Oct. 23, Huntsville. Authorities said Cody Hadley, 32, broke into a trailer and then ran at Weber County sheriff’s deputies, exchanging gunfire with them. Hadley was killed.

Dec. 13, Farmington. Utah Highway Patrol troopers and Farmington police were investigating a car theft when Robert Joseph Evans, 29, crashed into a police car. Police said Evans advanced toward them with a weapon and he was killed as police fired at him.

Two 2019 police shootings resulted in federal civil rights lawsuits this year.

Jovany Mercado, 26, was walking toward Ogden police with a knife, not heeding commands to drop it, and they fired.

A county attorney’s review found no criminal liability for the officers, but a suit by Mercado’s family alleges his rights were violated.

In South Ogden, the city and police face a similar lawsuit over the December 2019 death of Fredrick Jeremy Atkin, 42, after a low-speed chase.

The officer who fired the fatal shot was justified, the county attorney determined.


Mercado’s death and Parker’s arrest resulted in racial justice activism by civil rights groups in Ogden.

Advocates held several peaceful rallies in Ogden after the death of George Floyd in Minnesota, demanding use-of-force policy changes governing Utah police.

The Utah Legislature passed several bills modifying some policies, including enacting a ban against chokeholds, but even so, Salt Lake City was roiled by protests and rioting after Floyd’s death.


This year saw a resurgence of jail deaths in Northern Utah, the most since 2016. Eight people died at the Davis, Weber and Box Elder county jails in 2016, sparking reform movements.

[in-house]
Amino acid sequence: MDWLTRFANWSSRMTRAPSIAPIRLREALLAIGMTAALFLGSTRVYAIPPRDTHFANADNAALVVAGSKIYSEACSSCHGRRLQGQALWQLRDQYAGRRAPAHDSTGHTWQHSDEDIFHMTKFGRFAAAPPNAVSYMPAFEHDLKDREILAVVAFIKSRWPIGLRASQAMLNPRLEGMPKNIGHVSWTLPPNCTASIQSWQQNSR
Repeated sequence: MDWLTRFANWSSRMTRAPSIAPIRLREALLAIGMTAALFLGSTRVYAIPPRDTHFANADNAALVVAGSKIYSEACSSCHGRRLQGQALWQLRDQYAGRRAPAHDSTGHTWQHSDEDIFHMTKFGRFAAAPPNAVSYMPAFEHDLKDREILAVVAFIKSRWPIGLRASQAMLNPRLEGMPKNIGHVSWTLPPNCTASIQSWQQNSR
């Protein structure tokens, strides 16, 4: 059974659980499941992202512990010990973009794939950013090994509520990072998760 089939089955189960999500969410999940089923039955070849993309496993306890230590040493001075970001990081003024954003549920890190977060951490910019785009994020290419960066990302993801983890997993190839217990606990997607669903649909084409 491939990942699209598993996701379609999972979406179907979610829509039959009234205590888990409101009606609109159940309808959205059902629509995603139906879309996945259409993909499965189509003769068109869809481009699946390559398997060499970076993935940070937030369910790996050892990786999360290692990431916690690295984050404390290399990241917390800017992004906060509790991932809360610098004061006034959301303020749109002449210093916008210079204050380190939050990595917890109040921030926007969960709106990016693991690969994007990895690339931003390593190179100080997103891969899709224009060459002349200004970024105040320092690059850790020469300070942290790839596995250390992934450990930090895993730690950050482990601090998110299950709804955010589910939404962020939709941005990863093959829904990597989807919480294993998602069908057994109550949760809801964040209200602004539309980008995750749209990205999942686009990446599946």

But in 2020, four deaths have been reported in the Weber jail, three at Davis and one in Box Elder, after a relative lull in 2017-19.

Since 2016, officials and Weber and Davis counties have launched programs to divert some low-level offenders from incarceration and funnel them into mental health and drug addiction therapy.


Also this year, the Weber and Davis jails have experienced COVID-19 outbreaks. Jail officials say they have taken all precautions, but social distancing is difficult in the close quarters of the lockups.

Civil liberties groups and inmates have filed legal actions, so far unsuccessfully, asking for even more accelerated releases of nonviolent offenders.


In notable federal court cases this year, former nurse Elet Nielson was sentenced to prison for spreading hepatitis C via drug diversions at McKay-Dee and Davis hospitals; two Kingston polygamist clan members and a California businessman where convicted in a $511 million federal tax scam; and an elderly Ponzi scheme convict from Kaysville, Robert Glen Mouritsen, pleaded guilty to defrauding fellow church members of $2.4 million.

In civil courts, citizen opponents of the Wasatch Peaks Ranch private ski development fought to take the matter to a referendum vote; and the Diesel Brothers truck builders in Woods Cross lost a major air pollution violations case.

You can reach reporter Mark Shenefelt at mshenefelt@standard.net or 801-625-4224. Follow him on Twitter at @mshenefelt.